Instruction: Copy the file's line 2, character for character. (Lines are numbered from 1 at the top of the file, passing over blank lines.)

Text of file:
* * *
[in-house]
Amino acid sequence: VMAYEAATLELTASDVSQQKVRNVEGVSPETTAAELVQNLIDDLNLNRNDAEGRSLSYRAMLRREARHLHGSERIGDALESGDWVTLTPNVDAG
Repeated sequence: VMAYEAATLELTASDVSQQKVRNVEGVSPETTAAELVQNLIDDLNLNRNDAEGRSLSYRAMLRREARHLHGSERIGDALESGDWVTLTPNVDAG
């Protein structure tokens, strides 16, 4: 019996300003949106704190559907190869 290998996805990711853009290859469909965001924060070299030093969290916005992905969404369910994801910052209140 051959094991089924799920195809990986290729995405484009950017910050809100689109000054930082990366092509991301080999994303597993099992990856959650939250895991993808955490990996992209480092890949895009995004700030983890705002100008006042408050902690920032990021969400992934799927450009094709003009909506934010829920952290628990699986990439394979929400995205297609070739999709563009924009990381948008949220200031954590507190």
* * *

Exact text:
Amino acid sequence: VMAYEAATLELTASDVSQQKVRNVEGVSPETTAAELVQNLIDDLNLNRNDAEGRSLSYRAMLRREARHLHGSERIGDALESGDWVTLTPNVDAG